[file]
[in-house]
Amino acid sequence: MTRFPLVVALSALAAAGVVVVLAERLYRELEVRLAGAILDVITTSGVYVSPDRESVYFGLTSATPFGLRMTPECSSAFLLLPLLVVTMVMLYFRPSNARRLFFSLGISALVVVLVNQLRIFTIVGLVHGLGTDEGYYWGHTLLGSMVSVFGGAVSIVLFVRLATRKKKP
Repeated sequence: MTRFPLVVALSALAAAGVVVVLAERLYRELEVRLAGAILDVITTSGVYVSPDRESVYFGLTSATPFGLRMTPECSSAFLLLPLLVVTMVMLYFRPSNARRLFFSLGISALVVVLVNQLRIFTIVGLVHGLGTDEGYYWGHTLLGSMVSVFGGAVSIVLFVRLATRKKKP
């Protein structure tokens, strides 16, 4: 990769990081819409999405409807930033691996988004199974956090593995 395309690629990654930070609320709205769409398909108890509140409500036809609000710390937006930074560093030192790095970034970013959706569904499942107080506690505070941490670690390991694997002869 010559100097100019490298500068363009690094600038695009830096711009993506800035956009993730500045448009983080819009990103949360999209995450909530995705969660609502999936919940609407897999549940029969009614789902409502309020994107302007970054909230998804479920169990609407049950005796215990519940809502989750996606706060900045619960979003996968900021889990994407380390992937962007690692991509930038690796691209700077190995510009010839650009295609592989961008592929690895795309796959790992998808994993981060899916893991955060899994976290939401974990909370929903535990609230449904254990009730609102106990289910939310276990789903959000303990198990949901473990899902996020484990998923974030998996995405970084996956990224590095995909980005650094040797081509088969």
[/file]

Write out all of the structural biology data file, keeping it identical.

[in-house]
Amino acid sequence: MTRFPLVVALSALAAAGVVVVLAERLYRELEVRLAGAILDVITTSGVYVSPDRESVYFGLTSATPFGLRMTPECSSAFLLLPLLVVTMVMLYFRPSNARRLFFSLGISALVVVLVNQLRIFTIVGLVHGLGTDEGYYWGHTLLGSMVSVFGGAVSIVLFVRLATRKKKP
Repeated sequence: MTRFPLVVALSALAAAGVVVVLAERLYRELEVRLAGAILDVITTSGVYVSPDRESVYFGLTSATPFGLRMTPECSSAFLLLPLLVVTMVMLYFRPSNARRLFFSLGISALVVVLVNQLRIFTIVGLVHGLGTDEGYYWGHTLLGSMVSVFGGAVSIVLFVRLATRKKKP
């Protein structure tokens, strides 16, 4: 990769990081819409999405409807930033691996988004199974956090593995 395309690629990654930070609320709205769409398909108890509140409500036809609000710390937006930074560093030192790095970034970013959706569904499942107080506690505070941490670690390991694997002869 010559100097100019490298500068363009690094600038695009830096711009993506800035956009993730500045448009983080819009990103949360999209995450909530995705969660609502999936919940609407897999549940029969009614789902409502309020994107302007970054909230998804479920169990609407049950005796215990519940809502989750996606706060900045619960979003996968900021889990994407380390992937962007690692991509930038690796691209700077190995510009010839650009295609592989961008592929690895795309796959790992998808994993981060899916893991955060899994976290939401974990909370929903535990609230449904254990009730609102106990289910939310276990789903959000303990198990949901473990899902996020484990998923974030998996995405970084996956990224590095995909980005650094040797081509088969």